Road Boosting: Michigan Road

In 1917, when the first Indiana State Highway Commission law was passed, the state set aside five “Main Market Highways.” There was a concerted effort to make sure that the Michigan Road, the first state built road, was included in those five. It wasn’t.

So, when in 1919, a new State Highway Commission law was passed, the hope was that, again, the old Michigan Road would be included. It would take some time, but most of the road would be added to the state system. By the time of the great renumbering of 1926, the original road from Madison to Bryantsburg and from Napoleon to Michigan City would be part of the system, mostly under one number (SR 29).

But there were a lot of people working to make sure that the Michigan Road wasn’t forgotten. For instance, the Logansport Pharos-Reporter of 10 April 1919 reports that, according to the headline, “Everyone Must Help To Boost Michigan Road.” Attorney Charles Yarlott, chairman of the Michigan Road Association, “emphasized the need of township organization and the pressure that must and can be brought to bear upon the state highway commission if the people will only work toward that end.”

An editorial in the same newspaper from 2 July 1917, makes the case to locate the new military road along the Michigan Road. “The Michigan Road is unquestionably the logical line for the new government military road to follow from the south to the north through Indiana. This road is as old almost as is the military history of the Hoosier state.” Two paragraphs later, the editorial includes the line “the building of the Michigan Road, a national military road at its birth, had teh endorsement of the state and the nation as to location, and when the engineers laid it out the were compelled to pass upon all points of location which now seem to be up for consideration, teh result being that the Michigan Road is just where it is because the logic of military necessity at the time and for the future indicated that that was the proper place.”

A letter to the editor of the Indianapolis News dated 2 December 1920 pleaded the case for taking the entire Michigan Road, including the section from Napoleon to Bryantsburg, into the state system. The writer goes on to state “Madison has put up a great fight for the Michigan plank road to Versailles (a sort of hybrid affair, neither ‘hoss nor mule’) which abandons nineteen miles of the original Michigan Road.” He further states that “I have been an advocate about thirty years of the Michigan road as originally surveyed and built by the Second legislature.”

It didn’t stop there. The South Bend Tribune of 21 June 1921 reports that the Michigan Road is still left out of the state system. 100 members of the Michigan Road Association appealed to Governor McCray and the state highway commission on 20 June 1921 for such action. They won the endorsement of the Governor, and a commission to look into taking over the road was promised. Many cities along the route have stated “the Michigan Road is traveled more in the northern half than the Range line road between Indianapolis and South Bend, which was originally set aside as a state highway.”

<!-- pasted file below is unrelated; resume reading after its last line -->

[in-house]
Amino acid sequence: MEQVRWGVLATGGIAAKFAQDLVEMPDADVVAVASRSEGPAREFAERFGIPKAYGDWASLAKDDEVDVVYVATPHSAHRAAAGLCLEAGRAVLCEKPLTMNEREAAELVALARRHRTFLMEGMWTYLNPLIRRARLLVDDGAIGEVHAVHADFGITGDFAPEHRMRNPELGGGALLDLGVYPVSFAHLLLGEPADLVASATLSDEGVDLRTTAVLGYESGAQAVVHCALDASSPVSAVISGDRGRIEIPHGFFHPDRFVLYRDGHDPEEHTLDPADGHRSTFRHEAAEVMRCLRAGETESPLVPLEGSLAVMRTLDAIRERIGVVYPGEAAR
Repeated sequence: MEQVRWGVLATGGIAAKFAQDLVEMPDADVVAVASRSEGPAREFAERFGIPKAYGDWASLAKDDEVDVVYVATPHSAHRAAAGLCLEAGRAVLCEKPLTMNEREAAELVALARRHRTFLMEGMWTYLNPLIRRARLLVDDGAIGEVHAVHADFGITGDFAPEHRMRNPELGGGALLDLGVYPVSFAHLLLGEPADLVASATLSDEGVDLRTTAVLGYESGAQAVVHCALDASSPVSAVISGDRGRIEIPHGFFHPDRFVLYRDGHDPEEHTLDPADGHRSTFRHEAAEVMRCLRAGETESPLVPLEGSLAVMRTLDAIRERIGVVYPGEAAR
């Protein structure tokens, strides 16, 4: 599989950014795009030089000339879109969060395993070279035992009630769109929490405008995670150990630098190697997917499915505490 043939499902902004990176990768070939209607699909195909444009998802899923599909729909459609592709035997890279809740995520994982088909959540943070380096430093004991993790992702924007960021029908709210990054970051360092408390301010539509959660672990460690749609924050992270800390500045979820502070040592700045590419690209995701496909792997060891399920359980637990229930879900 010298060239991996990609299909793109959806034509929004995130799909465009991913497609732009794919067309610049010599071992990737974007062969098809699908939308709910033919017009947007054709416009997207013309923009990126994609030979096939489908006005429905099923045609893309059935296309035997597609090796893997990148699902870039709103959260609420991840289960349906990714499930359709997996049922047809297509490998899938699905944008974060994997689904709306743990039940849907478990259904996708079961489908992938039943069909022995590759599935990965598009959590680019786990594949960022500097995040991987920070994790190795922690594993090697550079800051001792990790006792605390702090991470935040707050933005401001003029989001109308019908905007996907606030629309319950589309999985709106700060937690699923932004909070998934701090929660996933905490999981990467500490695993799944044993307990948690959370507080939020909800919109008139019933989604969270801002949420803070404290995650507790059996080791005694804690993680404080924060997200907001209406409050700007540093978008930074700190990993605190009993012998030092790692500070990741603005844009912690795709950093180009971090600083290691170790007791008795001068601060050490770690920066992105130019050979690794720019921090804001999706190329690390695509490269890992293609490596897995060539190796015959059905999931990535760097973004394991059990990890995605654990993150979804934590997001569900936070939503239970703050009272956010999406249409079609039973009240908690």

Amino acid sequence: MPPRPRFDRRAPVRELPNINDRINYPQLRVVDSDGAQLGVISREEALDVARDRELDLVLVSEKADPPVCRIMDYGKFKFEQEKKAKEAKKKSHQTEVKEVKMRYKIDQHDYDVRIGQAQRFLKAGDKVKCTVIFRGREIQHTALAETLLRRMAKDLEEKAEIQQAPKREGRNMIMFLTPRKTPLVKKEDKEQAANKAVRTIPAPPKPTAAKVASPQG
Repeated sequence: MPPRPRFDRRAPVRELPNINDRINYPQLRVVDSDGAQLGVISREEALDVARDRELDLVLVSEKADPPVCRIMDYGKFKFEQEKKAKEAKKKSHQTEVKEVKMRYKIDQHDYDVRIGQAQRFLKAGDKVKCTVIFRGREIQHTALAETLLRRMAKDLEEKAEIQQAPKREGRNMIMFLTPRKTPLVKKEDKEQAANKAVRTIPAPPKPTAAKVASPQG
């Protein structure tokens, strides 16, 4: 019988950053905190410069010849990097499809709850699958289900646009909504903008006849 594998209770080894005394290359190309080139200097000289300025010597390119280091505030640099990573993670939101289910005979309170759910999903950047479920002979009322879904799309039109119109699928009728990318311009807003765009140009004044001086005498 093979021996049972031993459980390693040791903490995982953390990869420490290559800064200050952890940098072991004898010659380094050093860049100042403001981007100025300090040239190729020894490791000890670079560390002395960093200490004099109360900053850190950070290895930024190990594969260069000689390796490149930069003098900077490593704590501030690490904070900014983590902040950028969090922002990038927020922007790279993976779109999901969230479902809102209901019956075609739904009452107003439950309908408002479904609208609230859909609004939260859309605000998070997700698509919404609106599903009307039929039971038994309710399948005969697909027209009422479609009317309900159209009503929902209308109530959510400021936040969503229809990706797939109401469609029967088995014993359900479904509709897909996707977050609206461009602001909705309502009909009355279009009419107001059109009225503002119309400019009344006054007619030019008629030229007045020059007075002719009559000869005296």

(Editor’s Note: Most of the Michigan Road in Saint Joseph County WAS in the state system…starting with the law of 1917. From the south, the old road was part of State Road 1, the Range Line Road. And to the west, the old road was part of the Lincoln Highway to Rolling Prairie, which was originally State Road 2.)

Of course, there were other parts of the state that had some problems with the Michigan Road. An editorial in the Huntington Press of 3 March 1923 stated “a news item, printed in yesterday’s issue of The Press, says the state highway commission will take over the Michigan road from Logansport to Rochester and will pave it. Quite interesting! The highways under state administration in Huntington county were taken over in 1920 and not a foot of them has been paved.”

Before the creation of the Main Market Highway 1, a person none other than Carl Fisher made a passionate plea for the state to include the Michigan Road from South Bend to Indianapolis as the original MMH #1, and not the Range Line Road. Of course, at the time, that section of the old road was also the route of Fisher’s brainchild, the Dixie Highway.

Eventually, most of the old road became, once again, a state property. Until sections were bypassed along the way.

2 thoughts on “Road Boosting: Michigan Road

  1. It really is surprising to me how the Range Line Road got all the SB-Indy love given the MR’s 100-foot ROW. The Range Line Road lobby must have been mighty powerful.


    1. I read about it somewhere, but don’t remember where. I will make an effort to look up why the Range Line was picked over the Michigan. As I recall, it had something to do with the more “central” location. At the forming of the ISHC, the state was divided into four sections, based on the Louisville-Indianapolis-South Bend road, and the National Road.


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